Nursing home abuse and neglect lawyers at Pintas & Mullins report of a troubling incident involving a California woman who passed away after a facility nurse refused to give her CPR. Police are currently investigating the incident.
The 87-year-old woman, a resident at Glenwood Gardens in Bakersfield, California, collapsed onto the floor of the facility dining room on February 26, 2013. Facility staff called 911 to get help for the woman, who was barely breathing. The dispatcher routing the call, Tracey Halvorson, urged the nurse on duty to begin CPR immediately to save the woman’s life. The nurse refused, citing the emergency policy of Glenwood Gardens.
Halverson has worked at the county dispatcher center for at least ten years, and assured the nurse that the facility would not be sued if anything went wrong while administering CPR. The call transcript showed that Halverson specifically told the nurse that the local medical emergency system would take all liability. Still, the nurse refused.
The call lasted seven minutes, 16 seconds, during which time Halverson pleaded with the nurse to find someone, anyone, who was willing to help the senior resident. Halverson asked her to find a gardener, or even a stranger on the street to save the woman’s life, stating she would guide someone through performing CPR. Dispatchers give CPR instructions over the phone regularly. The nurse again refused to identify anyone who could potentially help her.
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The Kern County Fire Department Deputy Chief, Michael Miller, stated that it is not uncommon for people to refuse to give CPR, usually because they do not know how, or are so upset they cannot think clearly. Miller said this call was unique, however, because the nurse was clearly trained, calm, and able to give CPR.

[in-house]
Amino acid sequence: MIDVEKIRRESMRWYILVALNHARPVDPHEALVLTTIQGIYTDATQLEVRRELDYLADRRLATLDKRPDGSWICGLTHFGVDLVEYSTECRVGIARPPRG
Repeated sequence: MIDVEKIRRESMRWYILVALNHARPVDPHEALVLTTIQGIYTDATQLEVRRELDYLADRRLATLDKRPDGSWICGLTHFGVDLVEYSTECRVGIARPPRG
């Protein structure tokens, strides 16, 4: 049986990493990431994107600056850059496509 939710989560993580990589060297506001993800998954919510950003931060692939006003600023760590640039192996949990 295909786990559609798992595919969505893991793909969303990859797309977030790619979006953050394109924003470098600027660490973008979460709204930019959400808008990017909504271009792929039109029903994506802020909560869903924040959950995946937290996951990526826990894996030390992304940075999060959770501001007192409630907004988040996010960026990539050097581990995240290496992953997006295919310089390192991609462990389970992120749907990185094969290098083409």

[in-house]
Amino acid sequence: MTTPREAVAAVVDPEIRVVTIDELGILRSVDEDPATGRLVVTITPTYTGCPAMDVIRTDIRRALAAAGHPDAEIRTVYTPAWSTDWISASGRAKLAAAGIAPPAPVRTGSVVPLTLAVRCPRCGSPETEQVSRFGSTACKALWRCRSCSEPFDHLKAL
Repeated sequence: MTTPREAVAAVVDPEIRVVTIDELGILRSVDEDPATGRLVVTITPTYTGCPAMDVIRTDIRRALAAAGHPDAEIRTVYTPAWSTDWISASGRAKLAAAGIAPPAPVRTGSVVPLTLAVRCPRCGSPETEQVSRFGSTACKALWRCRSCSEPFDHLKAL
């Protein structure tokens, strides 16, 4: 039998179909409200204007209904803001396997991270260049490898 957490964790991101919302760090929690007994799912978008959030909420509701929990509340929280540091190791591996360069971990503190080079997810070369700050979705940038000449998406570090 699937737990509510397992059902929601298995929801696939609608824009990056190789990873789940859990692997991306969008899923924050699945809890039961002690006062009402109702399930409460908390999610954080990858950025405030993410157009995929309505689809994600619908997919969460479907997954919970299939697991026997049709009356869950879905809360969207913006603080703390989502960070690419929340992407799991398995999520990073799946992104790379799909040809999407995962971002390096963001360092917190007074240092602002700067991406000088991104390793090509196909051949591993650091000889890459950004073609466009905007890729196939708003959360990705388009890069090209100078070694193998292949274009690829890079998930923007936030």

Seven minutes after the emergency call was made, firefighters and ambulance personnel arrived at the facility. The woman did not have a pulse, and by that time had stopped breathing completely. Emergency personnel started CPR immediately and loaded the woman onto a gurney. She was declared dead at Mercy Southwest Hospital.
Jeffrey Toomer, the executive director of Glenwood Gardens, stated that the nurse was indeed following company policy by refusing to give CPR. He stated that residents of the community are informed of this policy and must agree to it before they move in. Glenwood Gardens is an independent living community, which means that it follows different rules and is held to different standards than assisted living and skilled nursing facilities.
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Toomer stated that, in the event of an emergency at the facility, policy is to call emergency personnel for assistance and wait for their arrival with the affected individual. Facility employees are not allowed to intervene into the situation until the emergency personnel arrive, presumably to avoid liability if anything were to happen. Toomer stated that the facility will conduct an internal review of the incident.
The executive director of the American Nurses Association in California stated that if the woman is indeed a registered nurse, the policy is irrelevant. The incident sparked a criminal investigation and prompted calls for political actions to prevent a similar situation from taking place again. The Glenwood Gardens independent living facility does not operate under licensing oversight, as skilled nursing facilities do, and is therefore subject to different rules and regulations for care. Some are calling this death a wakeup call, and are disheartened that it took such a tragic situation to bring these deficiencies to public attention.
Senior abuse and neglect lawyers at Pintas & Mullins are concerned that such an event was allowed to take place under facility policy. If you or someone you love was the victim of similar neglect or abuse, you have important legal rights, and may be entitled to compensation for your losses and suffering.